From postgresql documentation:
RESTRICT prevents deletion of a referenced row. NO ACTION means that if any referencing rows still exist when the constraint is checked, an error is raised; this is the default behavior if you do not specify anything. (The essential difference between these two choices is that NO ACTION allows the check to be deferred until later in the transaction, whereas RESTRICT does not.)
Lets check it. Create parent and child table:
CREATE TABLE parent ( id serial not null, CONSTRAINT parent_pkey PRIMARY KEY (id) ); CREATE TABLE child ( id serial not null, parent_id serial not null, CONSTRAINT child_pkey PRIMARY KEY (id), CONSTRAINT parent_fk FOREIGN KEY (parent_id) REFERENCES parent (id) ON DELETE NO ACTION ON UPDATE NO ACTION );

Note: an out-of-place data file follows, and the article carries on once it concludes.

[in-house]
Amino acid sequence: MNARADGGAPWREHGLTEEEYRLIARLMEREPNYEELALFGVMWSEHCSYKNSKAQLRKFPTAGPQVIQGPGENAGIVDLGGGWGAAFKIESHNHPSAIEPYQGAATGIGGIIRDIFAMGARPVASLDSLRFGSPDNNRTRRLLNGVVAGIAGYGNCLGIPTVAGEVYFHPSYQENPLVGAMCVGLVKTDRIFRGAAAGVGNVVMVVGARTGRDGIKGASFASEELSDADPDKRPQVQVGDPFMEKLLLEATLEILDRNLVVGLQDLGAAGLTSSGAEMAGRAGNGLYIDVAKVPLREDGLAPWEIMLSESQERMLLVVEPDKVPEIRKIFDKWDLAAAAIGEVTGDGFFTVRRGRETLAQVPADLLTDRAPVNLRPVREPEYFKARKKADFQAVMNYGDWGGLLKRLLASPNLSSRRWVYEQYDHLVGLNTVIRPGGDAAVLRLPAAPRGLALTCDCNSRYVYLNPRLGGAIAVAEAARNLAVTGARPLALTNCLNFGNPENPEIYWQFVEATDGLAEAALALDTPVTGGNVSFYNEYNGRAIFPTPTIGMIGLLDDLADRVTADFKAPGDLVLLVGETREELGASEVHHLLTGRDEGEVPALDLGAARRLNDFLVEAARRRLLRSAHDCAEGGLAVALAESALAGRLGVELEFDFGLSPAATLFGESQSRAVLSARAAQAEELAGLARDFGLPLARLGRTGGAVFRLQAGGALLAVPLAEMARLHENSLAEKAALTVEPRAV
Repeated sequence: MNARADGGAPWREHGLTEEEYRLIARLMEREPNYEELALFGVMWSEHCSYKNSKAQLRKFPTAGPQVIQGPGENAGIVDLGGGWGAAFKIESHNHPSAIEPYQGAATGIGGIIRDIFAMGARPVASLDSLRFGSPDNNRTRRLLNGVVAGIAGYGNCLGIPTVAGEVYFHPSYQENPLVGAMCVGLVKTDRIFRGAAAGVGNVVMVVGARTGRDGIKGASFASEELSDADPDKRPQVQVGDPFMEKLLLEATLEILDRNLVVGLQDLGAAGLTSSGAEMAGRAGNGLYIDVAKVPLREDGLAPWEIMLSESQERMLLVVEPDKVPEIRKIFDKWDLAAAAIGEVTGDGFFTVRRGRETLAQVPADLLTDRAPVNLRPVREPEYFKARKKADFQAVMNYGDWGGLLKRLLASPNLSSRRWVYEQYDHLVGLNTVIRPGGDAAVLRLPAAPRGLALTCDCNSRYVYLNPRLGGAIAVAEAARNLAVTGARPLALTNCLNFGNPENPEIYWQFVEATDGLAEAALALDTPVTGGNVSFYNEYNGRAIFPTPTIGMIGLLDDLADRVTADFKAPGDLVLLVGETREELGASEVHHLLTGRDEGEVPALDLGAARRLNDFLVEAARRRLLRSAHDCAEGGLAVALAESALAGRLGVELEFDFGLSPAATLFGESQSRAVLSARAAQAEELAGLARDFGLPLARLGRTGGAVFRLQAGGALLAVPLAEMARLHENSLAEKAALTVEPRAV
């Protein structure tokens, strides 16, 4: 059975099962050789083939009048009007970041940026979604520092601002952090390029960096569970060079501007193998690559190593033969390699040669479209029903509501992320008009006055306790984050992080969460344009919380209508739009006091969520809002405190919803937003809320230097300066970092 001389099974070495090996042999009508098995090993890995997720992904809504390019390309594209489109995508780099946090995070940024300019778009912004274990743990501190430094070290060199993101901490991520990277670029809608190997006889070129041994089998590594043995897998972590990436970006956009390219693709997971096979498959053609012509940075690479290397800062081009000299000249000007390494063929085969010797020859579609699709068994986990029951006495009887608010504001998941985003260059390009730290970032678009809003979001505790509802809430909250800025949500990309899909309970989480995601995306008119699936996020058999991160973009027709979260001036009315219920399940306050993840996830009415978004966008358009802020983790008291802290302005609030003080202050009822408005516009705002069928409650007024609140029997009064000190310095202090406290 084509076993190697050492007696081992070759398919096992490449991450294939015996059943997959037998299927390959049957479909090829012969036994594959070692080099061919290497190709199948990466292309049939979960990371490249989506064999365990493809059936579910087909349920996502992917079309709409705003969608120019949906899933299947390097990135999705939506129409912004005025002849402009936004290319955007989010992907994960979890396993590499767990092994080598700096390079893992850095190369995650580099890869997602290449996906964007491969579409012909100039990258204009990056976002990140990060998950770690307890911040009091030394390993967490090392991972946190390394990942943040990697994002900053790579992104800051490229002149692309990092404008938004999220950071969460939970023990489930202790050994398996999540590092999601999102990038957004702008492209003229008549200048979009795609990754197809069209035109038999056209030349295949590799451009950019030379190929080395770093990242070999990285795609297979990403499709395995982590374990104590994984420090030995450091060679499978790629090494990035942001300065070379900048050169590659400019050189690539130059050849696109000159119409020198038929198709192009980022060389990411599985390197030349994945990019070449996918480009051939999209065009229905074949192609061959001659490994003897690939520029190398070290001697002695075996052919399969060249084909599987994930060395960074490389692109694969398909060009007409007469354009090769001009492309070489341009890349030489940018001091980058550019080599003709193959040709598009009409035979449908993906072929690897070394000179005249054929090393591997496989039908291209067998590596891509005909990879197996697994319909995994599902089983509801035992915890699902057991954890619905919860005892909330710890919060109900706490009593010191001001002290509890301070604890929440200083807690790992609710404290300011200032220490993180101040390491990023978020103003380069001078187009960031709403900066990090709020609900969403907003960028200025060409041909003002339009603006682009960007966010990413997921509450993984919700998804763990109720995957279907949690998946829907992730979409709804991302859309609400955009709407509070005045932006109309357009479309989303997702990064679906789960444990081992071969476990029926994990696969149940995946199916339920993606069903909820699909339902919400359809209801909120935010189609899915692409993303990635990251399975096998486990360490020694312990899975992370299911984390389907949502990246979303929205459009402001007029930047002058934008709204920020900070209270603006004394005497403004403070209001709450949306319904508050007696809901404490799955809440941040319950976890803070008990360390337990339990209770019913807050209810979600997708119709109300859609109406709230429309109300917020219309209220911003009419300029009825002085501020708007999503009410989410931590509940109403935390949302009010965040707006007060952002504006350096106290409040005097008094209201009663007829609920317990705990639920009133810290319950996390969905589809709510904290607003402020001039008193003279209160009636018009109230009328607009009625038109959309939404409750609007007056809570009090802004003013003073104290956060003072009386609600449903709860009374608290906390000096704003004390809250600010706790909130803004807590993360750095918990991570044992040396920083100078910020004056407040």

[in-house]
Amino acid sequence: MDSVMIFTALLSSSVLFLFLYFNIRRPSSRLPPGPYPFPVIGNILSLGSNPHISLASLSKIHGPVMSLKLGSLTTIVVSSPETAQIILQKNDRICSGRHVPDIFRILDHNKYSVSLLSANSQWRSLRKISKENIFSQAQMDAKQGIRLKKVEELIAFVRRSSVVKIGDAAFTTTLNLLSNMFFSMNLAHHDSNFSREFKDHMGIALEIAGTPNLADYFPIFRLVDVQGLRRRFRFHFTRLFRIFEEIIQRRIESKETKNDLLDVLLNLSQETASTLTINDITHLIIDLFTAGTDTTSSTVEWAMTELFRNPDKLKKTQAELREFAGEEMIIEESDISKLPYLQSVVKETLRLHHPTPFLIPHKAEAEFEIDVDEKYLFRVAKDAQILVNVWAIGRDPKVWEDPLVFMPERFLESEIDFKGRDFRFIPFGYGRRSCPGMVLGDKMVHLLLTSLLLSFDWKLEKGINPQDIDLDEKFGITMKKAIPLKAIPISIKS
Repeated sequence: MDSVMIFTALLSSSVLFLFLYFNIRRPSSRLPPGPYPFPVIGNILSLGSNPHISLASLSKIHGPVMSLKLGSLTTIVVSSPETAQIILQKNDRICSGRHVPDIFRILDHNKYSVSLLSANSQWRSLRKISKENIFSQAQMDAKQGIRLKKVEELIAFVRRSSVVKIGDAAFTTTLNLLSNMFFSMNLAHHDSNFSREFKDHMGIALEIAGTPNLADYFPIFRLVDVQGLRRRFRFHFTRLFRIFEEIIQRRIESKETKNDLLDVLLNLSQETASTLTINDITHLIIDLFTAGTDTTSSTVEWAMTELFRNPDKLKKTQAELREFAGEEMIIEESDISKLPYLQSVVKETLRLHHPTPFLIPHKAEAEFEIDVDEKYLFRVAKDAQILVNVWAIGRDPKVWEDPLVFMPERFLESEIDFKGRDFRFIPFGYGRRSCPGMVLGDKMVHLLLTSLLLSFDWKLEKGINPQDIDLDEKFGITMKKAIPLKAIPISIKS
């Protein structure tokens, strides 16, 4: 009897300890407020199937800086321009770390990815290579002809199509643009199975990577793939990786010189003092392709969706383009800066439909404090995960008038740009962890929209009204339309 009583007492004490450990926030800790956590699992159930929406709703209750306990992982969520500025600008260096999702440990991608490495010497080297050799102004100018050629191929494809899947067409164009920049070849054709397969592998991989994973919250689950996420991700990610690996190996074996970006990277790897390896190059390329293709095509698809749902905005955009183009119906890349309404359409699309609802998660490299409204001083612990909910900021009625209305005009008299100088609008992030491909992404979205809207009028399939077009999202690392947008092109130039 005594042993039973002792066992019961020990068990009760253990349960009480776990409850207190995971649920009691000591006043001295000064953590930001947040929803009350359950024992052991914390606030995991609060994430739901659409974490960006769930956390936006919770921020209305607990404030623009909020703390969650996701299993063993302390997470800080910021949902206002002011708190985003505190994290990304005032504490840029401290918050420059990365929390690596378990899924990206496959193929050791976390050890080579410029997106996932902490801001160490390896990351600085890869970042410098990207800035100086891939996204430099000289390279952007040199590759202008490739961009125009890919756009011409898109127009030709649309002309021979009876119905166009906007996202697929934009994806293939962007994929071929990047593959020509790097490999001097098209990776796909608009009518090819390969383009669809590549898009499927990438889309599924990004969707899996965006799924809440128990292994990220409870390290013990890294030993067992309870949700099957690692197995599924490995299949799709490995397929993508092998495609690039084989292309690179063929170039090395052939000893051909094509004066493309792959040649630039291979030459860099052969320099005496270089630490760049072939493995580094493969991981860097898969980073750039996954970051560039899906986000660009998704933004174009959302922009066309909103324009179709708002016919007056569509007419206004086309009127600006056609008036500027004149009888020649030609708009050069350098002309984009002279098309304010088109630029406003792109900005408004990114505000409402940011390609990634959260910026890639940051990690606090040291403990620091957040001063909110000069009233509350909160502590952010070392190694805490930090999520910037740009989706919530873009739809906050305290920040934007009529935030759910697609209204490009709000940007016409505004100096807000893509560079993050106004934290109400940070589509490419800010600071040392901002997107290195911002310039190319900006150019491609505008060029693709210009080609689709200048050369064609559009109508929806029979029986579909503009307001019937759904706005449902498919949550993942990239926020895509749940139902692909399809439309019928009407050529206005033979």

Populate some data:
insert into parent values(1); insert into child values(5, 1);
And test does check is really deffered:
BEGIN; delete from parent where id = 1; -- violates foreign key constraint, execution fails delete from child where parent_id = 1; COMMIT;
After first delete integrity was broken, but after second it would be restored. However, execution fails on first delete.
Same for update:
BEGIN; update parent set id = 2 where id = 1; -- same as above update child set parent_id = 2 where parent_id = 1; COMMIT;
In case of deletes I can swap statements to make it work, but in case of updates I just can't do them (it is achivable via deleting both rows and inserting new versions).
Many databases don't make any difference between RESTRICT and NO ACTION while postgres pretends to do otherwise. Is it (still) true?